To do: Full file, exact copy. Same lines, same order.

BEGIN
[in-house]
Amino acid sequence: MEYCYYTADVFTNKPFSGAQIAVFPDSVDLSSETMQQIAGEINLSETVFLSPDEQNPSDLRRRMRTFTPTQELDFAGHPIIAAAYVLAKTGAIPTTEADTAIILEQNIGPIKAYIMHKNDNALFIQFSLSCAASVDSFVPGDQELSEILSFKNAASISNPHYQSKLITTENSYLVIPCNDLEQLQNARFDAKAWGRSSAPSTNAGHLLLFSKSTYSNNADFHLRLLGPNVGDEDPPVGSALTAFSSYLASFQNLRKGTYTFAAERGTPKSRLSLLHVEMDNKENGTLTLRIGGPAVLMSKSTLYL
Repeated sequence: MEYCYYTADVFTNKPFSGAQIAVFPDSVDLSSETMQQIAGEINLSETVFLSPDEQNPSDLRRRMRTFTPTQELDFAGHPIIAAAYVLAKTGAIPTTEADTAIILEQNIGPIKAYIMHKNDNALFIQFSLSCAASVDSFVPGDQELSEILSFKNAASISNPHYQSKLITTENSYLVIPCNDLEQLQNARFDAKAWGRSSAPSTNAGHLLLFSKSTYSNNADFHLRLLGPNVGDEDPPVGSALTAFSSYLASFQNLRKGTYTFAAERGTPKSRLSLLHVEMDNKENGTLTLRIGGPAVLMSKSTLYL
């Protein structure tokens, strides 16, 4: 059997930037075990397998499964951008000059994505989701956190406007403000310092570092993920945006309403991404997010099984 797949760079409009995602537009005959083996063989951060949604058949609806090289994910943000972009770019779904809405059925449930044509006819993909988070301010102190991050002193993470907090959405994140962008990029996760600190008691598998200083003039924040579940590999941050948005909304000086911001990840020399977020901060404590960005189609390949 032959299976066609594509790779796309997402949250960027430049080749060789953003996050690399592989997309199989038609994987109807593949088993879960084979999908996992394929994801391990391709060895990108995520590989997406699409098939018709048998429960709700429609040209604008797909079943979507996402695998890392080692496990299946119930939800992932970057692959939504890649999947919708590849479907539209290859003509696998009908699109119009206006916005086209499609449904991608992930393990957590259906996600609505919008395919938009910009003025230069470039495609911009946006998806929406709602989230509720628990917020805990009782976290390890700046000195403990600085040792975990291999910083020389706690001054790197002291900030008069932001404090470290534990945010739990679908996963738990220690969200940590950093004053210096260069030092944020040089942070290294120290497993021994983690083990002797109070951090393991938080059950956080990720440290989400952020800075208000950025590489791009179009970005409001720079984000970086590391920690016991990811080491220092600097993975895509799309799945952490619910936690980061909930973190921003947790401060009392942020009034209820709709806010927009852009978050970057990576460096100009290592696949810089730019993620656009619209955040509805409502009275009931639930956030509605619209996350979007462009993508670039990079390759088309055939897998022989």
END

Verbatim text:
[in-house]
Amino acid sequence: MEYCYYTADVFTNKPFSGAQIAVFPDSVDLSSETMQQIAGEINLSETVFLSPDEQNPSDLRRRMRTFTPTQELDFAGHPIIAAAYVLAKTGAIPTTEADTAIILEQNIGPIKAYIMHKNDNALFIQFSLSCAASVDSFVPGDQELSEILSFKNAASISNPHYQSKLITTENSYLVIPCNDLEQLQNARFDAKAWGRSSAPSTNAGHLLLFSKSTYSNNADFHLRLLGPNVGDEDPPVGSALTAFSSYLASFQNLRKGTYTFAAERGTPKSRLSLLHVEMDNKENGTLTLRIGGPAVLMSKSTLYL
Repeated sequence: MEYCYYTADVFTNKPFSGAQIAVFPDSVDLSSETMQQIAGEINLSETVFLSPDEQNPSDLRRRMRTFTPTQELDFAGHPIIAAAYVLAKTGAIPTTEADTAIILEQNIGPIKAYIMHKNDNALFIQFSLSCAASVDSFVPGDQELSEILSFKNAASISNPHYQSKLITTENSYLVIPCNDLEQLQNARFDAKAWGRSSAPSTNAGHLLLFSKSTYSNNADFHLRLLGPNVGDEDPPVGSALTAFSSYLASFQNLRKGTYTFAAERGTPKSRLSLLHVEMDNKENGTLTLRIGGPAVLMSKSTLYL
């Protein structure tokens, strides 16, 4: 059997930037075990397998499964951008000059994505989701956190406007403000310092570092993920945006309403991404997010099984 797949760079409009995602537009005959083996063989951060949604058949609806090289994910943000972009770019779904809405059925449930044509006819993909988070301010102190991050002193993470907090959405994140962008990029996760600190008691598998200083003039924040579940590999941050948005909304000086911001990840020399977020901060404590960005189609390949 032959299976066609594509790779796309997402949250960027430049080749060789953003996050690399592989997309199989038609994987109807593949088993879960084979999908996992394929994801391990391709060895990108995520590989997406699409098939018709048998429960709700429609040209604008797909079943979507996402695998890392080692496990299946119930939800992932970057692959939504890649999947919708590849479907539209290859003509696998009908699109119009206006916005086209499609449904991608992930393990957590259906996600609505919008395919938009910009003025230069470039495609911009946006998806929406709602989230509720628990917020805990009782976290390890700046000195403990600085040792975990291999910083020389706690001054790197002291900030008069932001404090470290534990945010739990679908996963738990220690969200940590950093004053210096260069030092944020040089942070290294120290497993021994983690083990002797109070951090393991938080059950956080990720440290989400952020800075208000950025590489791009179009970005409001720079984000970086590391920690016991990811080491220092600097993975895509799309799945952490619910936690980061909930973190921003947790401060009392942020009034209820709709806010927009852009978050970057990576460096100009290592696949810089730019993620656009619209955040509805409502009275009931639930956030509605619209996350979007462009993508670039990079390759088309055939897998022989």